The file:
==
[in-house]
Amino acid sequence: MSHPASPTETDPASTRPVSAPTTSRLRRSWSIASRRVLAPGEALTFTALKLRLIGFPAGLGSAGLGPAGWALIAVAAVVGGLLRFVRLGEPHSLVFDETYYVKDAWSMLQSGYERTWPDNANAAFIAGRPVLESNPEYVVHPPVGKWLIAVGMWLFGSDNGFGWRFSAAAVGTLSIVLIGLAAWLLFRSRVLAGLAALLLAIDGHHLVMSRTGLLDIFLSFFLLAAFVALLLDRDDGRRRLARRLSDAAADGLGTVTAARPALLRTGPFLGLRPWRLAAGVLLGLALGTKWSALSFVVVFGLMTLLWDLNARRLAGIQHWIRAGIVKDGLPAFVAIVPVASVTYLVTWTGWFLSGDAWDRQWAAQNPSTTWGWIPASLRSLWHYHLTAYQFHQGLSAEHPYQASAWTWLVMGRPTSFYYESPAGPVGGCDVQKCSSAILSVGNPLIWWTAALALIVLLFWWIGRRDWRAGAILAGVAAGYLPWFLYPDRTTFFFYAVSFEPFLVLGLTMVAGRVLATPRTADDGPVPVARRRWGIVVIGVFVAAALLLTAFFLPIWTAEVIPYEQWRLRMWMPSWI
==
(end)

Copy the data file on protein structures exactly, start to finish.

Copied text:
[in-house]
Amino acid sequence: MSHPASPTETDPASTRPVSAPTTSRLRRSWSIASRRVLAPGEALTFTALKLRLIGFPAGLGSAGLGPAGWALIAVAAVVGGLLRFVRLGEPHSLVFDETYYVKDAWSMLQSGYERTWPDNANAAFIAGRPVLESNPEYVVHPPVGKWLIAVGMWLFGSDNGFGWRFSAAAVGTLSIVLIGLAAWLLFRSRVLAGLAALLLAIDGHHLVMSRTGLLDIFLSFFLLAAFVALLLDRDDGRRRLARRLSDAAADGLGTVTAARPALLRTGPFLGLRPWRLAAGVLLGLALGTKWSALSFVVVFGLMTLLWDLNARRLAGIQHWIRAGIVKDGLPAFVAIVPVASVTYLVTWTGWFLSGDAWDRQWAAQNPSTTWGWIPASLRSLWHYHLTAYQFHQGLSAEHPYQASAWTWLVMGRPTSFYYESPAGPVGGCDVQKCSSAILSVGNPLIWWTAALALIVLLFWWIGRRDWRAGAILAGVAAGYLPWFLYPDRTTFFFYAVSFEPFLVLGLTMVAGRVLATPRTADDGPVPVARRRWGIVVIGVFVAAALLLTAFFLPIWTAEVIPYEQWRLRMWMPSWI